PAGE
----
One of the biggest challenges that science writers face is explaining complicated technical matters without bogging down their stories, Carl Zimmer writes in a guide to keeping them lively: "The most important step in explaining something well is to figure out what’s the minimum amount of explanation required for readers to understand your overall piece." Zimmer writes. "You can then try to make your explanation as delightful to read as the most unexpected plot twist."
On Nieman Storyboard, Peter Slevin discusses writing his biography of Michelle Obama, including how he built a network of sources who gave him insight into the First Lady's early life: "The outreach to prospective sources seemed endless, and it did not always bear fruit, but it forced me to crystallize my thinking. What was it again that I was hoping to accomplish? Where, exactly, did this person fit into the narrative? What was the most valuable question I could ask?"
Tabitha M. Powledge writes about the overly credulous coverage of a questionable claim that signs of life have been found on the comet where Philae landed: "This claim of cometary aliens is one of the finer examples of the story that’s too good to check. So most of the persons who wrote the initial reports failed to look even briefly into the recent activities of one of the claimants." Also, Facebook's Mark Zuckerberg and his big plans for brain-to-brain communication.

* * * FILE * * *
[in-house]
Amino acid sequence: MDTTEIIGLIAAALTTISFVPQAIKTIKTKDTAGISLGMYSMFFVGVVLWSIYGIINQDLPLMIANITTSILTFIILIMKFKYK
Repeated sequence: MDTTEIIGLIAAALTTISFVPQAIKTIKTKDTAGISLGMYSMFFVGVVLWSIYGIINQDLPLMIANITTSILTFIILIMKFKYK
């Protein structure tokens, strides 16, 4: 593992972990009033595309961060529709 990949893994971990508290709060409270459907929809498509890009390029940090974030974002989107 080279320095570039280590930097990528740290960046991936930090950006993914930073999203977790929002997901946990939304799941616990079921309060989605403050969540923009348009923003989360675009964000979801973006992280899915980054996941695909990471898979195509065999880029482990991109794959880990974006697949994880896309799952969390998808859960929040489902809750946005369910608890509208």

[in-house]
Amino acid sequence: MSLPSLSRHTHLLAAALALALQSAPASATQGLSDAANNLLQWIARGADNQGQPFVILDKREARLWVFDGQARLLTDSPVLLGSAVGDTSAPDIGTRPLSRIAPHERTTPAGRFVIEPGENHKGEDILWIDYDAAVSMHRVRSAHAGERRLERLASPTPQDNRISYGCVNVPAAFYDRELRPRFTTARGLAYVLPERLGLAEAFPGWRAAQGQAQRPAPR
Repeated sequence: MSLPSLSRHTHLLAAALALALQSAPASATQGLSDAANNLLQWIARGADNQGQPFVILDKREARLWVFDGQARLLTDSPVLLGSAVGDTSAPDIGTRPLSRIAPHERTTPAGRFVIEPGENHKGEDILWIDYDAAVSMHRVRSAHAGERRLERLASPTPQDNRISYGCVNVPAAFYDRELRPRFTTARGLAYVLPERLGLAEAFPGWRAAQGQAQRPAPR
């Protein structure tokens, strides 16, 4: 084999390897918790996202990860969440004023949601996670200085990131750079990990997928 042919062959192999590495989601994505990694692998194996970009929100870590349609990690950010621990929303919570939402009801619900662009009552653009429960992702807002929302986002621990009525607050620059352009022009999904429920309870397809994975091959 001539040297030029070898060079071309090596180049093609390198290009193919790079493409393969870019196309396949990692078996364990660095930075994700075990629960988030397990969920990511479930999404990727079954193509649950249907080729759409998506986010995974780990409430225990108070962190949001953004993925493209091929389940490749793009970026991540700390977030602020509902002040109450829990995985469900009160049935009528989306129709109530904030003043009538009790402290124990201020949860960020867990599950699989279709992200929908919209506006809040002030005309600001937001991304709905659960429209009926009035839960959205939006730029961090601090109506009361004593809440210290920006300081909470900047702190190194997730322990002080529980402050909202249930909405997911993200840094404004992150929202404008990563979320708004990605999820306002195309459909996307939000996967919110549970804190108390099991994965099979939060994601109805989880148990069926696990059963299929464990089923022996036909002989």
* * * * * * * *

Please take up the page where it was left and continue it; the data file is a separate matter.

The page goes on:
Jonathan Peters discusses a half-dozen court cases in which the government has sued someone who filed a public records request. The cases could have a chilling effect, Peters writes: "In some of these cases, the government feared being sued itself, and initiated litigation to try to force the court to decide whether the records were public. Still, in each case, there was a risk that the free flow of information would be chilled because of the government’s actions."
Cambridge, Mass., isn’t simply the home of top research universities like MIT and Harvard. Acre for acre, the Kendall Square area around MIT boasts the highest density of academic, corporate, and startup R&D activity in the world. The Brookings Institution calls Kendall Square “today’s iconic innovation district.” All of which makes it the perfect setting for ScienceWriters2015, coming to MIT Oct. 9-13. Also, NASW and the Council for the Advancement of Science Writing will host the 10th World Conference of Science Journalists (WCSJ) in fall 2017 in San Francisco.
Sam Leith bemoans the current state of non-fiction publishing, with its fondness for sweeping "big ideas" books: "We have a flock of books arguing that the internet is either the answer to all our problems or the cause of them; we have scads of books telling us about the importance of mindfulness, or forgetfulness, or distraction, or stress." But he identifies a silver lining in "what looks like a golden age of publishing for, of all people, the university presses."